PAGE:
Allergic Reaction to medications, antibiotics, tape or bandage material, surgical supplies and materials
Dental Injury can happen in the course of surgery as a result of a procedure but more commonly as you wake up, sometimes patients clench their jaws tightly and can break or loosen teeth or dental implants/bridgework.
Eye Injury can occur during the course of your surgery during positioning or as a complication of the procedure that is happening in or around the face and neck. Most commonly this is due to the patient scratching their eyes unknowingly while emerging from anesthesia sedation. Great care is exercised during this phase of recovery but can still occur. These injuries are usually infrequent and minor and resolve spontaneously. However, they cause discomfort and concern and may require that an ophthalmologist evaluate the extent of the injury and for treatment.
Delirium is a distressing complication of the stresses of surgery and effects of anesthesia that can happen. The older you are, the more likely that you may experience delirium following surgery. This is usually brief and mild but may be more severe and debilitating and can last for weeks. In some rare and extreme cases, the patient may not recover their full preoperative level of cognition.
There is a link between known dementia preoperatively and a permanent loss of cognition following surgery.
There is also a link between some forms of mental illness, diagnosed or not, and post-operative delirium, combativeness, emotional lability, angry outbursts and personality changes. It is very likely that these changes are temporary but still can be very distressing for patients and their families/loved ones.
Wrong Site Surgery is when the operation expected and planned is not the surgery that was done as a result of a mistake or a series of mistakes made by all the personnel involved in your case including the surgeon. This is a terrible outcome that all surgery department personnel work hard to avoid. This explains why you, the patient are asked the same questions over and over again. This is the one thing that happens on the day of surgery that is proven to prevent such mistakes. However, these stories may still be found in the news from time to time.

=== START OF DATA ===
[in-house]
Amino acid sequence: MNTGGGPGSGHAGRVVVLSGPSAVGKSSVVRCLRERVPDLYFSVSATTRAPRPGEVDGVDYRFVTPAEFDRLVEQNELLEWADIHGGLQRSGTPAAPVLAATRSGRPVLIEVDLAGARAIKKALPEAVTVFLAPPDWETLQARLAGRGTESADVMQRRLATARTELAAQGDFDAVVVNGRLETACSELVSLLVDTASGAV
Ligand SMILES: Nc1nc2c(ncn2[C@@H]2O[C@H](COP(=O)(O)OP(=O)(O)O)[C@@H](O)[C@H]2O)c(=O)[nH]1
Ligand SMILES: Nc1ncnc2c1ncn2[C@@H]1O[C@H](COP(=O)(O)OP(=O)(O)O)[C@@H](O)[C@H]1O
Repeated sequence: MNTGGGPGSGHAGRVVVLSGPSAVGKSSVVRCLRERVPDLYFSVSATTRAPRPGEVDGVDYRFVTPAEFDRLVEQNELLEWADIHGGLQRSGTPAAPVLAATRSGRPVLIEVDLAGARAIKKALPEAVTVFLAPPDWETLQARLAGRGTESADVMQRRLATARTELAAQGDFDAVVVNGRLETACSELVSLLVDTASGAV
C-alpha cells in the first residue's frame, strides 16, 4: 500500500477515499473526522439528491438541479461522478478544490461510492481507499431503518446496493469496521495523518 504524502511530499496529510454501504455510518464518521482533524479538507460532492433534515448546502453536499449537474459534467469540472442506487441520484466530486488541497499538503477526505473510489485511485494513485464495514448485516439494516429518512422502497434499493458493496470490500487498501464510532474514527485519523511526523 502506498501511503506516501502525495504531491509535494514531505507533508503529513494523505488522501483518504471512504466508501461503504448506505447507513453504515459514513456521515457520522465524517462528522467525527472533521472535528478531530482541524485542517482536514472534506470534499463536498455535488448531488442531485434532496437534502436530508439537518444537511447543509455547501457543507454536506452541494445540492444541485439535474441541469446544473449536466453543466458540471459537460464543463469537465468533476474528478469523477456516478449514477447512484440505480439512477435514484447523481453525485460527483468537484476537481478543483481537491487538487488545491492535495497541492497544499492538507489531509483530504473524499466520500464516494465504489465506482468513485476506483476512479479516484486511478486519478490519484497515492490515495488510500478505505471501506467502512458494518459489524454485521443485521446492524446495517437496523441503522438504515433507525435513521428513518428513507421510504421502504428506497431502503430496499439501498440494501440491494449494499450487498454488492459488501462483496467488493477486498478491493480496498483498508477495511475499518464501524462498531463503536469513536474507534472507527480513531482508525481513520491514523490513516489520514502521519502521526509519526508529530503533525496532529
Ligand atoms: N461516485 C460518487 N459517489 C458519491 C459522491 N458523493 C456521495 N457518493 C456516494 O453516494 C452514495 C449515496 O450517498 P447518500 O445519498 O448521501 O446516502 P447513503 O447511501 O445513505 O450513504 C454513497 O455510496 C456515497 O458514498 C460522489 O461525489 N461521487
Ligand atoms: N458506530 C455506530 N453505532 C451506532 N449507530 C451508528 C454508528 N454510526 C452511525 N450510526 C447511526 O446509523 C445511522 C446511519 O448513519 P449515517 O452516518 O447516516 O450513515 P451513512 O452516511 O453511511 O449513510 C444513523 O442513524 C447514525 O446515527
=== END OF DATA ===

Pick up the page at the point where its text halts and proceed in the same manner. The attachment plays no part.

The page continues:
Surgery Cancellation occurs when the surgeon determines that your surgery should be delayed or to not occur at all. This could happen for many different reasons. The most common is that you become ill right before your day of surgery. In the case of illness, your surgery should wait until you are well to avoid complications. Other reasons include things like eating food on the day of surgery, taking drugs or alcohol on the day of surgery, being on blood thinner medications before surgery, and finding out that you are pregnant.
If you have serious medical conditions involving your heart, lungs, brain, liver, blood or kidneys, then your primary care physician must determine that you are fit for surgery and anesthesia. This may involve blood testing, heart tests, Xrays and perhaps a specialist referral to evaluate you for surgery. Once this information is assembled, it is generally reviewed by an anesthesia provider for completeness.